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Two female SWD caught in Ulster County as reported on June 24, 2013, by Jim O’Connell, Eastern NY Horticulture Team, Cornell Cooperative Extension. One was caught in a trap placed in a blackberry plantation, the other in a trap in the adjacent woods. (Accumulated GDD 834, day length 15:09)

Imposters! The several possible spotted wing drosophila (SWD) females found in traps collected June 22-23 in St. Lawrence County, as reported on June 24, 2013, by Paul Hetzler, Cornell Cooperative Extension Association of St. Lawrence County, were SWD look-alikes.  Paul monitors a trap network mainly located in berry crops. Peter Jentsch's and Julie Carroll's programs verified the specimens were not SWD.

Compare the SWD female on the left to the look-alike female on the right. Once seen, the saw-tooth SWD ovipositor is unforgettable.

Five female and two male spotted wing drosophila (SWD) were caught in three traps the week of June 12-19, 2013, in eastern Long Island as reported by Faruque U. Zaman, Cornell Cooperative Extension of Suffolk County, Long Island Horticultural Research and Extension Center. Two traps were in a raspberry plantation at early ripening and one trap was 75 ft. inside the adjacent wooded area. No SWD oviposition or larvae were found after checking ripe raspberry samples from the plantation. (Accumulated GDD 650, day length 15:07)

Male spotted wing drosophila (SWD) showing the characteristic spot on each wing as viewed with a dissecting microscope and transmitted illumination. Male SWD flies have two dark bands on each foreleg made up of black comb-like structures (inset).

The first SWD of the season was confirmed on June 19, 2013 by Heather Faubert, University of Rhode Island. A single male was caught in an apple cider vinegar/yeast insert dual trap set up in a cherry tree in Newport County, Rhode Island. Cherries were collected to check for oviposition. (Accumulated GDD 508, day langth 15:08)

On 17 June, 2013, 4 female and 1 male SWD were collected from two apple cider vinegar traps in Orange County, NY and identified by Peter Jentsch, entomologist, Hudson Valley Laboratory, Cornell University. The male was caught in the trap on the wooded edge, the females were caught in traps placed in a raspberry planting with fruit starting to show color. Fruit will be collected on June 21 and assessed for SWD injury level. (Accumulated GDD 640, day length 15:05)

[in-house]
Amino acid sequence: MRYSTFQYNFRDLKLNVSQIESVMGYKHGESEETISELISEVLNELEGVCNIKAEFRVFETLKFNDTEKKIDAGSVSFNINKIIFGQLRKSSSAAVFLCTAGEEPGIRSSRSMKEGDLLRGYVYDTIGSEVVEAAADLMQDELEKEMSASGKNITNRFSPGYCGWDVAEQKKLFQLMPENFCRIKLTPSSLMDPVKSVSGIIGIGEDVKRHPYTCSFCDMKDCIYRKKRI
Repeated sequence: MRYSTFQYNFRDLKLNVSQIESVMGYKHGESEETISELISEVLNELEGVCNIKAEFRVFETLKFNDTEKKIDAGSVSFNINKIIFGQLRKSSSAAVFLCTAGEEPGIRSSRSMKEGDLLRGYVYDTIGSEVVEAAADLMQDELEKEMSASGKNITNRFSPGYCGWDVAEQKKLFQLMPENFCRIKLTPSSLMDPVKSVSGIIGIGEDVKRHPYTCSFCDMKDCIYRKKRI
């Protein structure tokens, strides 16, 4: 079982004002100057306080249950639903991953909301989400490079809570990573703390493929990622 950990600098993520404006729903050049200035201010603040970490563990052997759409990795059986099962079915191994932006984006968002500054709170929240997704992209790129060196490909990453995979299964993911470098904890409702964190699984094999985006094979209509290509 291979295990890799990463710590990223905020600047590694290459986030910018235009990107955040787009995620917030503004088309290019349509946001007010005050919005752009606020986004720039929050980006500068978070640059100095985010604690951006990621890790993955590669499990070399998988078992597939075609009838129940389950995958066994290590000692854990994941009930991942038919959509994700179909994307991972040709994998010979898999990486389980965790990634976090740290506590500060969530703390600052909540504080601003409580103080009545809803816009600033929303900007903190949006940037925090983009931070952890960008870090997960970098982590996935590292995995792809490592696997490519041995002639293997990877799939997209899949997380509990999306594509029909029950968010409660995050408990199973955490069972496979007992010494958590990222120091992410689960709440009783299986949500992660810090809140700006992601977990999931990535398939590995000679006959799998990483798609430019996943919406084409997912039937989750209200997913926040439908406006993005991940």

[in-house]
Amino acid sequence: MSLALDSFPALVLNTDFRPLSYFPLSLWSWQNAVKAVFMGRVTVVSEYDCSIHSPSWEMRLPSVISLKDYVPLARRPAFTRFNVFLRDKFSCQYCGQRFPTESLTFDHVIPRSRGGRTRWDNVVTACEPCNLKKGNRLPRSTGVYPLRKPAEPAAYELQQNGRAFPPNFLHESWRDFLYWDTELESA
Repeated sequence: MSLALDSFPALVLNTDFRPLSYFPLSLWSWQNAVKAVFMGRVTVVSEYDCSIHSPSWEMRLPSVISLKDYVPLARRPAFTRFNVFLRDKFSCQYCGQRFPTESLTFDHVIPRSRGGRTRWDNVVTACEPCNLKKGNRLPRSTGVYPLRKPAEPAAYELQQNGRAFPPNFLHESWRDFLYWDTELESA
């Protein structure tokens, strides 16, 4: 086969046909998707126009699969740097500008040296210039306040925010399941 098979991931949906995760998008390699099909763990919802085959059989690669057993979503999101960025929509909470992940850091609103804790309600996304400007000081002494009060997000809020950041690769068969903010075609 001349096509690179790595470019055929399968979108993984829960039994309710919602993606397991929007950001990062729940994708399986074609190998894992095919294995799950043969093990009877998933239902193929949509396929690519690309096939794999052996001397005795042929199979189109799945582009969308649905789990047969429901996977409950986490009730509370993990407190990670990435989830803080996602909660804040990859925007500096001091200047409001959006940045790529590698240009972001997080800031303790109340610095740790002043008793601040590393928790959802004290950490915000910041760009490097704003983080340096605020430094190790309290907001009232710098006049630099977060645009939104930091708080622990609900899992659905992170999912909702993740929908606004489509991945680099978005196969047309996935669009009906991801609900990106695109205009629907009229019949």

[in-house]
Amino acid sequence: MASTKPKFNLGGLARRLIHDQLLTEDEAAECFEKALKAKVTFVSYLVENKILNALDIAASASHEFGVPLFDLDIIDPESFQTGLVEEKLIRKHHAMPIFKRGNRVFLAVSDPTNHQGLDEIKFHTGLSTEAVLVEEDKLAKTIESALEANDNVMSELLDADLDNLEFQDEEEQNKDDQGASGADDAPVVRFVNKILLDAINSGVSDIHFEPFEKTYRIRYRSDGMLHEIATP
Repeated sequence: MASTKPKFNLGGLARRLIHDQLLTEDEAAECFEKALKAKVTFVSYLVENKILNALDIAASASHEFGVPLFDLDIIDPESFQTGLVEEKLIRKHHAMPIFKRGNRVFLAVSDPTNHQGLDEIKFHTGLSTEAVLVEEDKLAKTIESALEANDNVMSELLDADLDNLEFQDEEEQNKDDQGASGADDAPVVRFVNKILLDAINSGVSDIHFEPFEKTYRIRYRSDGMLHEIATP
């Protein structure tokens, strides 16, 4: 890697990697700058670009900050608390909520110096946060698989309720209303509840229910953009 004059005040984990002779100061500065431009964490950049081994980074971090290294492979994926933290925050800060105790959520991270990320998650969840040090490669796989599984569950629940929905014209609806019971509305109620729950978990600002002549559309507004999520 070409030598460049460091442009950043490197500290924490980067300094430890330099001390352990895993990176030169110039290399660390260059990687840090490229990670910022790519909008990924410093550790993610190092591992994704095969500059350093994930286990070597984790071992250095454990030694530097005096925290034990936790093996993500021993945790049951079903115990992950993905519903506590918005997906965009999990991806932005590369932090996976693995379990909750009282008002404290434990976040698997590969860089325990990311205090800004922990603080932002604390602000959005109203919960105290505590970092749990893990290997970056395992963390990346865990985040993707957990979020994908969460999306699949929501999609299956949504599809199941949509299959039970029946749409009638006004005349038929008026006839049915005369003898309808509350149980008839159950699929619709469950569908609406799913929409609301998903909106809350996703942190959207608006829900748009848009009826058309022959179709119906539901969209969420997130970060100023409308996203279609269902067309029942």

Kat Loeck, Vegetable & Fruit Specialist, South Central NY Ag Team, Cornell Cooperative Extension of Tioga County will host a twilight meeting on Tuesday, June 18 from 5:00 to 7:00 PM, at Silver Queen Farm, 5286 Stillwell Road, Trumansburg, NY, focusing on SWD. Cornell University faculty Julie Carroll, Fruit IPM Coordinator, NY State IPM Program, and Greg Loeb, Professor and Associate Chair of Entomology, will cover SWD biology and life history, SWD management, how to recognize infested fruit, how to identify SWD males, New York SWD trap network, SWD distribution map of first reports in NY, and the SWD blog to stay informed. Twilight meeting materials include:

Spotted Wing Drosophila (SWD) Biology and Life Cycle. June 2013.

Chemical Control of Spotted Wing Drosophila in Berry Crops. May 2013. Greg Loeb, Cathy Heidenreich, Laura McDermott, Peter Jentsch, Debbie Breth, and Juliet Carroll. Cornell University. New York Berry News, Volume 12, Number 5.

Spotted Wing Drosophila (SWD) Crops of Concern and Wild Hosts. June 2013.

Recognize Fruit Damage from Spotted Wing Drosophila (SWD). December 2010. Vaughn Walton, Jana Lee, Denny Bruck, Peter Shearer, Emily Parent, Thomas Whitney, and Amy J. Dreves. Oregon State University and USDA ARS.

Spotted Wing Drosophila Identification Guide. June 2012. Steven Van Timmeren, Katie O’Donnell, and Rufus Isaacs. Dept of Entomology, Michigan State University, Lansing.

Spotted Wing Drosophila (SWD) Monitoring Traps. June 2013. Juliet Carroll. NYS IPM Program, Cornell University, Geneva.

Who’s monitoring SWD in NY? May 2013. Juliet Carroll. NYS IPM Program, Cornell University, Geneva.

For pdf copies of the meeting materials, contact Julie at jec3@cornell.edu.

One female spotted wing drosophila (SWD) was caught on June 10, 2013 in Massachusetts, Hampshire County, as reported by Sonia Schloemann, UMass Extension Fruit Specialist, UMass Center for Agriculture. Read more in Massachusetts Berry Notes. A female SWD has the capacity to lay over 350 eggs during her 20- to 30-day life span. The trap was set in the unsprayed edge of a farm with multiple fruit crops, closest to the primocane raspberry field. (Accumulated GDD 515, day length 15:09)

SWD female found in MA June 10, 2013
SWD female found by Sonia Schloemann in Massachusetts; inset shows the characteristic serrated ovipositor.

The first reported SWD has been found in the NY trap network - one female in Ontario County. The trap was collected June 11, 2013 and is part of Greg Loeb's trap network. The NY trap network consists of ~230 traps. As of today, no other trap locations have caught SWD, so this find represents ~0.4% of traps catching SWD. The trap consisted of a bait cup containing whole wheat fermenting dough floating in a drowning solution of (9 parts) apple cider vinegar, (1 part) ethanol, (drop) soap in a clear deli cup. The trap was set a few feet into the wooded edge of a blueberry field. Blueberries in Western NY are starting to color - green with a hint of pink/purple. (554 accumulated GDD, day length 15:14)

Official SWD confirmed 2011 in NY
A female spotted wing drosophila (SWD), serrated ovipositor in the inset. This particular female was collected in 2011 and sent to USDA SEL for confirmation by Faruque Zaman and Dan Gilrein, Suffolk County Cornell Cooperative Extension, Long Island Horticultural Research and Extension Lab. She was the first officially confirmed SWD from NY in 2011.

 

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